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Security for the 21st Century Economy: Borders Hold Less Meaning – and That’s a Good Thing

Regulators around the world are confronting the challenge of securing our increasingly connected societies and economies. The EU and China will both soon release major cybersecurity regulations and many other governments are either finalizing or drafting similar regulations. A major source of discussion in the development of these regulations involves the security implications of the location of data. Governments, such as China and Russia, are creating broad data protection regimes that include mandates on where data can be stored and processed and where it can be transferred. Companies of all nationalities will experience real world consequences should these policies become popularized, as these regimes would increase operational costs, slow adoption of the best technology, and in some cases, limit the effectiveness of cybersecurity systems.

As we have established, these types of rules can have significant negative economic impacts. We understand that many countries do this because they want to maintain national security, which is rightly a priority for all nations, but it is vital that governments perform cost-benefit analyses in public and transparent regulatory impact assessments to determine the probable security and economic outcomes of proposed laws or regulations before implementing. Companies and entrepreneurs are in the best position to help policy makers understand what these impacts might be. In fact, arguments in favor of localization based on cybersecurity are often based on outdated views of security or incomplete information, meaning that the economic costs are high, while the security gains are nil.

Cybersecurity experts agree that the location of data has no impact on the security of that data; for example, US government data held on domestic servers did not protect the data of the Office of Personnel Management. In an interconnected world, the type of technology used, expertise of users, and institutional good practice determine security, not the geographic location of data. There are existing technological solutions to help governments and companies address their data protection needs, such as using strong encryption to protect data during transmission.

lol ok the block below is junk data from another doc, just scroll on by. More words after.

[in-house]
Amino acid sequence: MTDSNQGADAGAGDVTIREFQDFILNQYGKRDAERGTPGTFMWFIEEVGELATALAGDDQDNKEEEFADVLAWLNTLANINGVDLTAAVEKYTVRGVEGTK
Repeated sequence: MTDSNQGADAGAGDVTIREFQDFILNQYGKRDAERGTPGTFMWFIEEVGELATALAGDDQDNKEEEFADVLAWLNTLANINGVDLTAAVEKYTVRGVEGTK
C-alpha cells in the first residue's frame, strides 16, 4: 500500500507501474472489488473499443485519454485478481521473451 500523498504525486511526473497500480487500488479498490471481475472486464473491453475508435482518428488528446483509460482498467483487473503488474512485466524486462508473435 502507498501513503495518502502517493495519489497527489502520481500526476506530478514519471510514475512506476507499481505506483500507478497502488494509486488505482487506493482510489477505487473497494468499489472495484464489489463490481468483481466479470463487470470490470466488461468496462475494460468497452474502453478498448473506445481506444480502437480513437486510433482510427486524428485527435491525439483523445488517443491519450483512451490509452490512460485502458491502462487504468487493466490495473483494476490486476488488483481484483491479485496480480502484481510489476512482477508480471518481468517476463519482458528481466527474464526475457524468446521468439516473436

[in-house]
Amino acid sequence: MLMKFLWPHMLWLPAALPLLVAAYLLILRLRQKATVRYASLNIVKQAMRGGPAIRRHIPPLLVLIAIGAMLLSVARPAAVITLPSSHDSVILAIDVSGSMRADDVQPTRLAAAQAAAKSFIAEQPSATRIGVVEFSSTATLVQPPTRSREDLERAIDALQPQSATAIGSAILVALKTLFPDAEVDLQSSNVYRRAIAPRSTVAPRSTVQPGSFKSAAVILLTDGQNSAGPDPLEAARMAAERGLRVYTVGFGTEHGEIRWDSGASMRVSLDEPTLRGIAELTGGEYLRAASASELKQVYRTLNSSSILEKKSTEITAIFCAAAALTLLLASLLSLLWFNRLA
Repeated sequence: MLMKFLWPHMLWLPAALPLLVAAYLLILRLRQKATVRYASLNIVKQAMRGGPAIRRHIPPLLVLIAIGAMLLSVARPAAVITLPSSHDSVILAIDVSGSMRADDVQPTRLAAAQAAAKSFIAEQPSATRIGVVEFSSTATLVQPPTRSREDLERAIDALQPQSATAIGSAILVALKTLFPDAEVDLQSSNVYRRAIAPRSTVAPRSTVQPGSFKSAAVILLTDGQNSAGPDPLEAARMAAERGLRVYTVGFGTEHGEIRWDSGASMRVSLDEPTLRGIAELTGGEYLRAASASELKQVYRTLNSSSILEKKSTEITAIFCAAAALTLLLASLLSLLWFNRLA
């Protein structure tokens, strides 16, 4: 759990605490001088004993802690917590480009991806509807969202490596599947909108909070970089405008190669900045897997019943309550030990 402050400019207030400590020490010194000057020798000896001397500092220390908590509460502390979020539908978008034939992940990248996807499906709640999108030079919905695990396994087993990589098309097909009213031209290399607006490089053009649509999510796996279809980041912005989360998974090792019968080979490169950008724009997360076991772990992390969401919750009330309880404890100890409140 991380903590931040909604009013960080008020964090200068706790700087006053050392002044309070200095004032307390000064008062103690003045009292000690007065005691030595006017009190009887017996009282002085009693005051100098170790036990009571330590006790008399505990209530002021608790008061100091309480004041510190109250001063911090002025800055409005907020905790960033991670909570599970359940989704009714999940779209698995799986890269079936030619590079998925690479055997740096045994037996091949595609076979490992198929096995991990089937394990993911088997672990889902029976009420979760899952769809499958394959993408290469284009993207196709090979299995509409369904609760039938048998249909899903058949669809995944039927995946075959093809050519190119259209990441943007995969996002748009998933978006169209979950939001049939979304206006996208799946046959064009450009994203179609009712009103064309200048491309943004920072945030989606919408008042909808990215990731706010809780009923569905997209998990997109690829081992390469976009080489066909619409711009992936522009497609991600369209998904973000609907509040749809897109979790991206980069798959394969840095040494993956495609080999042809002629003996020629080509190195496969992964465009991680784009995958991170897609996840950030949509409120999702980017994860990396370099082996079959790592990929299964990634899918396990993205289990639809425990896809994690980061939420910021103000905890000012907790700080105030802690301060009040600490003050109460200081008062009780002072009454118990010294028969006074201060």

Requiring data localization on the basis of security would, in fact, lead to a false sense of security given location does not impact security. The perception of increased security while using less advanced technology could be extremely dangerous for national security goals, especially since cybercriminals would have a better awareness of where the data is located (as opposed to letting companies decide where to locate their or their customers’ data). Russia’s requirement that companies submit to the ICT regulator the locations of all their data centers or servers effectively creates a very attractive target list because hackers have a focused idea of the location to look for it.

In addition, these restrictive policies hold the potential to inhibit governments from fostering a better domestic cybersecurity environment. By hindering the efficiency of technology and stifling the cross-border flow of information related to cyber threats, governments using data localization requirements for the sake of cybersecurity can deprive organizations of the benefits of real time, global deployment of preventative defenses and security controls.

Some regulators assure that their data localization policies would have minimal impact on business operations, while promoting security. The addition of opaque new licensing regimes in countries where licensing is a top business concern for international companies, however, creates real efficiency and operational concerns for multi-national companies.

The economic costs of pursuing these policies are becoming increasingly clear. More importantly, regulations that restrict the flow of data across borders offer no substantive security benefits, and may even hinder organizations’ abilities to manage cyber threats. Even as governments engage to clarify data sharing agreements for law enforcement purposes, this should not impose economic cost on a whole nation’s economy needlessly. In the face of the daunting challenge of maintaining cybersecurity in the digital age, it is the responsibility of regulators to take measured and reasonable approaches to ensure effective outcomes - not just politically attractive ones.

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